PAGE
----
“The subservient woman serving a martini to her weary husband when he returns from the man’s world of work.”
“They’re only helpful in so far as they might trigger a conversation between partners about how they show love and affection for each other, and if they could both do more in this regard.”
“Genuine relationships develop when two people open themselves up to connecting in as balanced a way as possible, not when one is trying to catch the other by presenting a version of themselves perceived to be more acceptable.
“Put simply, love cannot be earned. Neither can it be coaxed into existence by massaging someone’s feet — let alone their ego.”
Despite appearing on the cover of Glamour earlier this year and playing a women’s magazine writer in her new movie, comedian Amy Schumer admits to having a love/hate relationship with lunchtime literature for ladies.
“I make fun of women’s magazine a lot, because they’re great fodder,” concedes the new feminist icon, who’s set to attend the premiere of Trainwreck at the Savoy Cinema in Dublin tonight.
“Some of them make you feel bad for just being born with a [vagina].”
Directed by Bridesmaids producer Judd Apatow, the anti-rom-com — about a booze-swilling, bed-hopping journalist who falls for a sports doctor she is profiling — has equally been praised for flipping the script on Hollywood’s gender norms.
“I don’t try to be a feminist,” insists Schumer. “I just am.
“I have no interest in trying to be the perfect feminist, but I do believe feminists are in good hands with me.”
For sure, the movie makes a refreshing change from My Big Fat Greek Wedding (2002), Bride Wars (2009) or Leap Year (2010) in which unmarried women were all portrayed as being desperate to ‘lock down’ their man, as Glamour put it — presumably so they can then start “stocking the fridge with his favourite drinks”.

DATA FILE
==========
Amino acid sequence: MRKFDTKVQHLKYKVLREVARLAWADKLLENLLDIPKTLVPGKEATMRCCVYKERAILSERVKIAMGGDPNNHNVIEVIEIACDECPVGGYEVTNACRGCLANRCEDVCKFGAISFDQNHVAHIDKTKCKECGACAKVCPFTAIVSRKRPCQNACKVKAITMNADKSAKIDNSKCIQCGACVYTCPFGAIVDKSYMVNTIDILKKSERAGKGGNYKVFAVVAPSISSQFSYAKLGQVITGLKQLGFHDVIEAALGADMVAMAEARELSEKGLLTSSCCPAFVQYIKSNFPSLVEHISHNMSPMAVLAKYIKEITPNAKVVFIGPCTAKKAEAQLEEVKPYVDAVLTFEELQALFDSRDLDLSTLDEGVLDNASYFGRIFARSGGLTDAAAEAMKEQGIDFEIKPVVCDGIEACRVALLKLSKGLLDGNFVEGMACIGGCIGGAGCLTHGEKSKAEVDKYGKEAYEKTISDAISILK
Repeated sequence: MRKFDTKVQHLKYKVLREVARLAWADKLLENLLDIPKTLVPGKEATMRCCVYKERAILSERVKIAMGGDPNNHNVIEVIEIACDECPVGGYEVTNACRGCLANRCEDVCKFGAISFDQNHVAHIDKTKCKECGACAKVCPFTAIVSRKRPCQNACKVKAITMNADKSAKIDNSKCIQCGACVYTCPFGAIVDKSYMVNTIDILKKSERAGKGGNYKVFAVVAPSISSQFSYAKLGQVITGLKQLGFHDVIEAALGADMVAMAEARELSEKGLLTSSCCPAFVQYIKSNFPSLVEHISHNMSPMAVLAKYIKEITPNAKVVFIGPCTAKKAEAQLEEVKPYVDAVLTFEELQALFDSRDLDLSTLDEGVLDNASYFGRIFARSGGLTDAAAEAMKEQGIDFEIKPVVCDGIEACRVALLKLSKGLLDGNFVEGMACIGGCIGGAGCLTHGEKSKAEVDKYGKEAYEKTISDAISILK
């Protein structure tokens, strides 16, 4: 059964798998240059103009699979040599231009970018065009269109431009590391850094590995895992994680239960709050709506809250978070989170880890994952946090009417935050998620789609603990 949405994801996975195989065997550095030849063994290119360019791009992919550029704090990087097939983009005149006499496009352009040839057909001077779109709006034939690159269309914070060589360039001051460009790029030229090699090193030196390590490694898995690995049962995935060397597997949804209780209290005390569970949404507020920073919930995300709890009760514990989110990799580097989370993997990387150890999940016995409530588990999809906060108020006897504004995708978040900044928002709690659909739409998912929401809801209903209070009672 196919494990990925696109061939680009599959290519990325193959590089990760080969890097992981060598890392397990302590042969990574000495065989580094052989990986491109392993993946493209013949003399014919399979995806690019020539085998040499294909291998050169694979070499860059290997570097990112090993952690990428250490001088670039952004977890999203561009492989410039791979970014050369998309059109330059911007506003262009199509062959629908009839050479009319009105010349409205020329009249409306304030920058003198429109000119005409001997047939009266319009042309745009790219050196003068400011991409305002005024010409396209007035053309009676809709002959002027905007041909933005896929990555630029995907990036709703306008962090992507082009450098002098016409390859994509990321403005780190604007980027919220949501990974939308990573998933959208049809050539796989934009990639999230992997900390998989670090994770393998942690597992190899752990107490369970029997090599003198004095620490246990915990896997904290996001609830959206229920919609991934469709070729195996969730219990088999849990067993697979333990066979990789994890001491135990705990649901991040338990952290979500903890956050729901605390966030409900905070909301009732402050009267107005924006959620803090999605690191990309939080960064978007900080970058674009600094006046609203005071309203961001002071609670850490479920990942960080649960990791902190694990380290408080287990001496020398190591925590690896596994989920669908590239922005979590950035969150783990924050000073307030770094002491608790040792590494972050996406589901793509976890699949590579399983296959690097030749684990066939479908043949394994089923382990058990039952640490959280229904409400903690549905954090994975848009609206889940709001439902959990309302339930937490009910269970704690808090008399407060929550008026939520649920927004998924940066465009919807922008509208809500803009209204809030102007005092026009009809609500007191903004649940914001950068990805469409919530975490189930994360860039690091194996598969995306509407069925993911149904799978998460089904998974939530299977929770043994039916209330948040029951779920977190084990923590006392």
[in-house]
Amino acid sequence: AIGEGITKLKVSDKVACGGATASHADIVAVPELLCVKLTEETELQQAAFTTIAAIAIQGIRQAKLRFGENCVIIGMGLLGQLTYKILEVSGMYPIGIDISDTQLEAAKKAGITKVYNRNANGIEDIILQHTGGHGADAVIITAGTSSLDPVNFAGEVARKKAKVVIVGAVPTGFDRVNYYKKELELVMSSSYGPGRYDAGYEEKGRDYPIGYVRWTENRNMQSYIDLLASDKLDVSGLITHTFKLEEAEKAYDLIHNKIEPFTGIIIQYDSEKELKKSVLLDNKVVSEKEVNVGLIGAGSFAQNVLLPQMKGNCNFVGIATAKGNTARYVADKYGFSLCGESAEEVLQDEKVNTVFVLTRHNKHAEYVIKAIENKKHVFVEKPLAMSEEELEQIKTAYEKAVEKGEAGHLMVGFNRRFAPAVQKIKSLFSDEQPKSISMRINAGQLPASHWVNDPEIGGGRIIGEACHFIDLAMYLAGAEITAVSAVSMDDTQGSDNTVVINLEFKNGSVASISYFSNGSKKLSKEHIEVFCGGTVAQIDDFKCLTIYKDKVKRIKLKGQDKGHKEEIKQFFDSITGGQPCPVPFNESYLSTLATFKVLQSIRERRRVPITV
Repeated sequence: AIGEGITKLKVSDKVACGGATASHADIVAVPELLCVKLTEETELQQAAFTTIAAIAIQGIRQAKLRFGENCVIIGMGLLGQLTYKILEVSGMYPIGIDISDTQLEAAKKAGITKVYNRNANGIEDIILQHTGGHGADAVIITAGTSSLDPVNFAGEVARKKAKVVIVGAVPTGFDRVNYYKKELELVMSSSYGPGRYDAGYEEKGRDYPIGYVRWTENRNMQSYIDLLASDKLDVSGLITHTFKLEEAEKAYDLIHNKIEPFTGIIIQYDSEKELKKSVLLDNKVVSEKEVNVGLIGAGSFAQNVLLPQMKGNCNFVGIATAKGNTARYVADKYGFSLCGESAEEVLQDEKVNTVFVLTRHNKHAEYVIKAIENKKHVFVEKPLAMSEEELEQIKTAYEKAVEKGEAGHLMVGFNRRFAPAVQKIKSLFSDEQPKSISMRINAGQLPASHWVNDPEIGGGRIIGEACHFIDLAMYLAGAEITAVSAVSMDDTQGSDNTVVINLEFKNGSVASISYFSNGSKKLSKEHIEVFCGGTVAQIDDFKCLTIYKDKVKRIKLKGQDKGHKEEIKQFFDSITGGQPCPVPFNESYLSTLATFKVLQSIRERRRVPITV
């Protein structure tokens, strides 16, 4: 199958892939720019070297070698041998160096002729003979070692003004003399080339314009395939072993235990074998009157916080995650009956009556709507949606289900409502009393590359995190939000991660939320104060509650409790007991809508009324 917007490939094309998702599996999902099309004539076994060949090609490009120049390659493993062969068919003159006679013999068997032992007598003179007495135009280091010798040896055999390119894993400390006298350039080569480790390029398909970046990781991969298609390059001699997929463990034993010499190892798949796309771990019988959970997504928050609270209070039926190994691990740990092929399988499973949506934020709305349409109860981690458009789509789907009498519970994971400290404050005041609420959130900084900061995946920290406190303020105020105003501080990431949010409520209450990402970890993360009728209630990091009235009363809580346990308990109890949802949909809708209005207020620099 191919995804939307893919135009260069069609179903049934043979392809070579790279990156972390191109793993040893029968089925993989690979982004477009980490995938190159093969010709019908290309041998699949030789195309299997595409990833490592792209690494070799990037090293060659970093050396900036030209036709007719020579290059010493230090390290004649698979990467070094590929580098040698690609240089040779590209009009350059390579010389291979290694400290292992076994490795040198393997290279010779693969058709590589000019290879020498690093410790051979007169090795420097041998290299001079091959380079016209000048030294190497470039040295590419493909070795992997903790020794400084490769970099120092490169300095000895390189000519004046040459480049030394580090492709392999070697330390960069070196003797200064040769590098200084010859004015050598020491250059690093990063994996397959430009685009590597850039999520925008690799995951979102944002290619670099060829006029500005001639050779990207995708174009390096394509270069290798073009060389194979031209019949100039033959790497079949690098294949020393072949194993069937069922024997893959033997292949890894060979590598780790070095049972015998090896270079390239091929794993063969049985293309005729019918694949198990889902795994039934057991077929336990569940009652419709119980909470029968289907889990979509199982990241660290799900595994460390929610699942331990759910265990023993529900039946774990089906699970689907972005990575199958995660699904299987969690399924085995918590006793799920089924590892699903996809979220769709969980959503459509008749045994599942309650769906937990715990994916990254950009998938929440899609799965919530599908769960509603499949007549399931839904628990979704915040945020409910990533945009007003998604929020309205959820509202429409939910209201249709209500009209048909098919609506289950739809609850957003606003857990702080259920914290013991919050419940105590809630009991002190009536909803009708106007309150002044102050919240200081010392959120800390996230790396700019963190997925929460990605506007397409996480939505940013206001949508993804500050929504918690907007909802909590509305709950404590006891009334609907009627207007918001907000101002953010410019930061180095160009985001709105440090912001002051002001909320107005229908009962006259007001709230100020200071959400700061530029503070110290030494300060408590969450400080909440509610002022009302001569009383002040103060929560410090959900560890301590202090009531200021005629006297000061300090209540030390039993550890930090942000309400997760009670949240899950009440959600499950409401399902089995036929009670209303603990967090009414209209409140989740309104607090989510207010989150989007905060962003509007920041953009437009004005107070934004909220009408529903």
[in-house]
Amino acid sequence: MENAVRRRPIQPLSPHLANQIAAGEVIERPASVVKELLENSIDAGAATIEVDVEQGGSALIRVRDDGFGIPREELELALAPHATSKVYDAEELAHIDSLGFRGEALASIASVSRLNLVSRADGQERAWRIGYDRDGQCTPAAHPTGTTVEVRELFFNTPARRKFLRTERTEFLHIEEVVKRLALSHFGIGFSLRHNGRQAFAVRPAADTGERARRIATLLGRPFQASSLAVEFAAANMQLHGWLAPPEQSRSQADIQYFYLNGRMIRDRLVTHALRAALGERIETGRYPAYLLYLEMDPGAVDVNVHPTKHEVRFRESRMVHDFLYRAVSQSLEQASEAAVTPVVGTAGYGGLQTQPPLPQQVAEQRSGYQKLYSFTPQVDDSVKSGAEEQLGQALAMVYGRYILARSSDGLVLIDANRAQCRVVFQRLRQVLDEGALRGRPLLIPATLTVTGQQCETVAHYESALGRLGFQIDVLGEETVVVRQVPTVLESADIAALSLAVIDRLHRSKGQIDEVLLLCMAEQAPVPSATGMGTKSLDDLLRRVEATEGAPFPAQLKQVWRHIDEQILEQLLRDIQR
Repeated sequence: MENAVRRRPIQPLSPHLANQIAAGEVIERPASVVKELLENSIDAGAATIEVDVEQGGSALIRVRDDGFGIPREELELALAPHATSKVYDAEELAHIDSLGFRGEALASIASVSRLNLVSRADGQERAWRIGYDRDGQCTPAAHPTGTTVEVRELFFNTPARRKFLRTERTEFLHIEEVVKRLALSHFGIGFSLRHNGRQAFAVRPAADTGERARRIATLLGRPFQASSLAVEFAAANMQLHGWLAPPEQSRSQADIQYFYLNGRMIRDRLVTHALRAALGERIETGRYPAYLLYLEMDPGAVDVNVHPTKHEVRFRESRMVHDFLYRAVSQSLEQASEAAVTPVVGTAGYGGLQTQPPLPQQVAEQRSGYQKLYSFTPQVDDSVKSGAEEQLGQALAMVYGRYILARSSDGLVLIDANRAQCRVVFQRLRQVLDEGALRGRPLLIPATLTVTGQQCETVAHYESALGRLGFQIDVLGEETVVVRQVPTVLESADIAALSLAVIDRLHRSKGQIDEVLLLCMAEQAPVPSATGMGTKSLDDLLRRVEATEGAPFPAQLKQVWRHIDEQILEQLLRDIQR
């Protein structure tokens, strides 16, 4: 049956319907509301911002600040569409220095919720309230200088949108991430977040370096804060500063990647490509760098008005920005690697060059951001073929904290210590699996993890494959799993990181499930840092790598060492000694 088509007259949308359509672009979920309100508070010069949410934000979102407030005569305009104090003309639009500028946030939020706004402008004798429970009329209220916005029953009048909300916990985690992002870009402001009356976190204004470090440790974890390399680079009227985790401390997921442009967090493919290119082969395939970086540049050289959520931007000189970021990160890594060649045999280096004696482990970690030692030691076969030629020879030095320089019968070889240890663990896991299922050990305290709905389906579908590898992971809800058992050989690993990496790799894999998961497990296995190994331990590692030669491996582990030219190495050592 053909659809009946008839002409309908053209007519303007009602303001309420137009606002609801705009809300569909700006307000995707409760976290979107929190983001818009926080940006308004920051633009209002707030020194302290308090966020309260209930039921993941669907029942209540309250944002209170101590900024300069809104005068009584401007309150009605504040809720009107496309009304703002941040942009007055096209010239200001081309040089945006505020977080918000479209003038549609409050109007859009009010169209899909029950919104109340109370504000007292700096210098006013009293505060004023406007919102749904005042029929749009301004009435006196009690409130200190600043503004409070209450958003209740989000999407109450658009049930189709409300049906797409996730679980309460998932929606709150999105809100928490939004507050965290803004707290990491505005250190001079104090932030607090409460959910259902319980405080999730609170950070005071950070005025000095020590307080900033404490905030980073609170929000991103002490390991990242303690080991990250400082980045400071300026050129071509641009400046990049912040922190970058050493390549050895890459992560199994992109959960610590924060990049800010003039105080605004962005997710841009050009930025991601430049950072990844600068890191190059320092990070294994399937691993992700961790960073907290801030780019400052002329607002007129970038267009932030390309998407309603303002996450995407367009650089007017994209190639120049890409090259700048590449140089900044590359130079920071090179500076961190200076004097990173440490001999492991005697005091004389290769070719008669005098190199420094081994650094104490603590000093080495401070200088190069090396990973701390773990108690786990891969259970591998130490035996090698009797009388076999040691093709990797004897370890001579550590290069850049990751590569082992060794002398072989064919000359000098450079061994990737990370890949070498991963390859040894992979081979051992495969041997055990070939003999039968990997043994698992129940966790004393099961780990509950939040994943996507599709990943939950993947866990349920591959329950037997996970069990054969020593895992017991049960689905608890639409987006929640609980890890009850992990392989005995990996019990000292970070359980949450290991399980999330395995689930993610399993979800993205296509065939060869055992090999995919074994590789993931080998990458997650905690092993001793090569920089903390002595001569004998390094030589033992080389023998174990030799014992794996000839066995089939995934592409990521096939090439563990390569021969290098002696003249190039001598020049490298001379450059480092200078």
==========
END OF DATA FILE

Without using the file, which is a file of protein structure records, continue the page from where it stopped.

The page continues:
“It’s just so exhausting to be told over and over again that women have to cater to men to ‘keep them interested’,” says Siobhan Ramos of Cork Feminista, a voluntary feminist organisation, “while men never get the same advice articles or movies. Essentially, it is telling women that they alone are responsible for the longevity and quality of their relationship.
“It also focuses on women in subservient roles to men, and reinforces stereotypical gender roles for both men and women.”
So if it’s not post-coital “grilled cheese [sandwiches]” or bathroom beers, what is it that the modern bloke looking for in a relationship?
“In my experience, fun, honesty and respect are some of the main qualities people look for in a partner,” says psychosexual therapist Eithne Bacuzzi of Sandyford Wellness Centre in Dublin, “whether male or female”.
“Sexual attraction is obviously important, but in the long-run, it’s intellectual and social compatibility that help the relationship go the distance.
“As a relationship counsellor, I would say open and honest communication — both in and out of the bedroom — is the one of the most essential components in any relationship,
“Ultimately, most people are just looking for someone they can truly be themselves with.”
For some Irish men however, it seems Glamour’s step-by-step guide to snaring a man may not be that far off the mark, after all.
“If they’re being honest, most of my male clients say the number one thing they’re looking for in a woman is femininity,” says Jennifer Haskins of Dublin-based introduction agency Two’s Company.